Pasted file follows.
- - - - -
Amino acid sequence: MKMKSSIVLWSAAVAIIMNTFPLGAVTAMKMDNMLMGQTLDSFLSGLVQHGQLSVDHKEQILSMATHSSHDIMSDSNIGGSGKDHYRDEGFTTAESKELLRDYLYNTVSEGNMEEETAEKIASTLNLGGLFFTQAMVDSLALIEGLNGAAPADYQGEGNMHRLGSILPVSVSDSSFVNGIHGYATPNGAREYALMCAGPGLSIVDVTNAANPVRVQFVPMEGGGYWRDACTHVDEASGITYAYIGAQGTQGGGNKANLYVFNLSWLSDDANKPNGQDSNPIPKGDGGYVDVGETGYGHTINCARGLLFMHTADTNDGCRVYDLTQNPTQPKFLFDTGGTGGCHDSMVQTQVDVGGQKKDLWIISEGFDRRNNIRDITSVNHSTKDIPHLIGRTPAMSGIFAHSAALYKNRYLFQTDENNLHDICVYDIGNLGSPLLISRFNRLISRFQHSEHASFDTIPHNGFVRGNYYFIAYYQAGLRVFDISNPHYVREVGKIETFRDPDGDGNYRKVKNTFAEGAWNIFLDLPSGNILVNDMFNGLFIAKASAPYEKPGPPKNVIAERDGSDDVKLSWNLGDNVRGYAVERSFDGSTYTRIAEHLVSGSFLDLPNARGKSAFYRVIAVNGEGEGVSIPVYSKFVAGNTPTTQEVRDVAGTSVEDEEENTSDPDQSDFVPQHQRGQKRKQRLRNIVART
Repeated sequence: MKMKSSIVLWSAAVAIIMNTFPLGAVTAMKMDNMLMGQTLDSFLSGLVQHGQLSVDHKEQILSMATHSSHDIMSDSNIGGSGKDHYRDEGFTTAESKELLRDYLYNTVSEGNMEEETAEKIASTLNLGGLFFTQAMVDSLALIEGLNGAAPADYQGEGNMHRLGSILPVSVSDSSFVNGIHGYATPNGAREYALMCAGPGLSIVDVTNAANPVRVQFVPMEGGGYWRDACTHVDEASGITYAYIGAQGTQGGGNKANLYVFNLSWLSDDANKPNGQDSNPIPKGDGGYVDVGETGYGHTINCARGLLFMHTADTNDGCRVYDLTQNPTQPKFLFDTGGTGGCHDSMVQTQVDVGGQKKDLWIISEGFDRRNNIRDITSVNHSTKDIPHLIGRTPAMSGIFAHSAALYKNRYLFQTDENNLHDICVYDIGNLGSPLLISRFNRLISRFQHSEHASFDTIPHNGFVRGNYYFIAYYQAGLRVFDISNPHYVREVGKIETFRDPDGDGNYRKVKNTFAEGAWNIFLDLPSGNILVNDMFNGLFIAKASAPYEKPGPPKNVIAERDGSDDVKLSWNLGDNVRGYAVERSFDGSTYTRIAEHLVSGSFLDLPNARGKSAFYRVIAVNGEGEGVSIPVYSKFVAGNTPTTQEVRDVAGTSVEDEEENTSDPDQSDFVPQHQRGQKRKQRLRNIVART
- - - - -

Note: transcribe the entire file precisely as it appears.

Amino acid sequence: MKMKSSIVLWSAAVAIIMNTFPLGAVTAMKMDNMLMGQTLDSFLSGLVQHGQLSVDHKEQILSMATHSSHDIMSDSNIGGSGKDHYRDEGFTTAESKELLRDYLYNTVSEGNMEEETAEKIASTLNLGGLFFTQAMVDSLALIEGLNGAAPADYQGEGNMHRLGSILPVSVSDSSFVNGIHGYATPNGAREYALMCAGPGLSIVDVTNAANPVRVQFVPMEGGGYWRDACTHVDEASGITYAYIGAQGTQGGGNKANLYVFNLSWLSDDANKPNGQDSNPIPKGDGGYVDVGETGYGHTINCARGLLFMHTADTNDGCRVYDLTQNPTQPKFLFDTGGTGGCHDSMVQTQVDVGGQKKDLWIISEGFDRRNNIRDITSVNHSTKDIPHLIGRTPAMSGIFAHSAALYKNRYLFQTDENNLHDICVYDIGNLGSPLLISRFNRLISRFQHSEHASFDTIPHNGFVRGNYYFIAYYQAGLRVFDISNPHYVREVGKIETFRDPDGDGNYRKVKNTFAEGAWNIFLDLPSGNILVNDMFNGLFIAKASAPYEKPGPPKNVIAERDGSDDVKLSWNLGDNVRGYAVERSFDGSTYTRIAEHLVSGSFLDLPNARGKSAFYRVIAVNGEGEGVSIPVYSKFVAGNTPTTQEVRDVAGTSVEDEEENTSDPDQSDFVPQHQRGQKRKQRLRNIVART
Repeated sequence: MKMKSSIVLWSAAVAIIMNTFPLGAVTAMKMDNMLMGQTLDSFLSGLVQHGQLSVDHKEQILSMATHSSHDIMSDSNIGGSGKDHYRDEGFTTAESKELLRDYLYNTVSEGNMEEETAEKIASTLNLGGLFFTQAMVDSLALIEGLNGAAPADYQGEGNMHRLGSILPVSVSDSSFVNGIHGYATPNGAREYALMCAGPGLSIVDVTNAANPVRVQFVPMEGGGYWRDACTHVDEASGITYAYIGAQGTQGGGNKANLYVFNLSWLSDDANKPNGQDSNPIPKGDGGYVDVGETGYGHTINCARGLLFMHTADTNDGCRVYDLTQNPTQPKFLFDTGGTGGCHDSMVQTQVDVGGQKKDLWIISEGFDRRNNIRDITSVNHSTKDIPHLIGRTPAMSGIFAHSAALYKNRYLFQTDENNLHDICVYDIGNLGSPLLISRFNRLISRFQHSEHASFDTIPHNGFVRGNYYFIAYYQAGLRVFDISNPHYVREVGKIETFRDPDGDGNYRKVKNTFAEGAWNIFLDLPSGNILVNDMFNGLFIAKASAPYEKPGPPKNVIAERDGSDDVKLSWNLGDNVRGYAVERSFDGSTYTRIAEHLVSGSFLDLPNARGKSAFYRVIAVNGEGEGVSIPVYSKFVAGNTPTTQEVRDVAGTSVEDEEENTSDPDQSDFVPQHQRGQKRKQRLRNIVART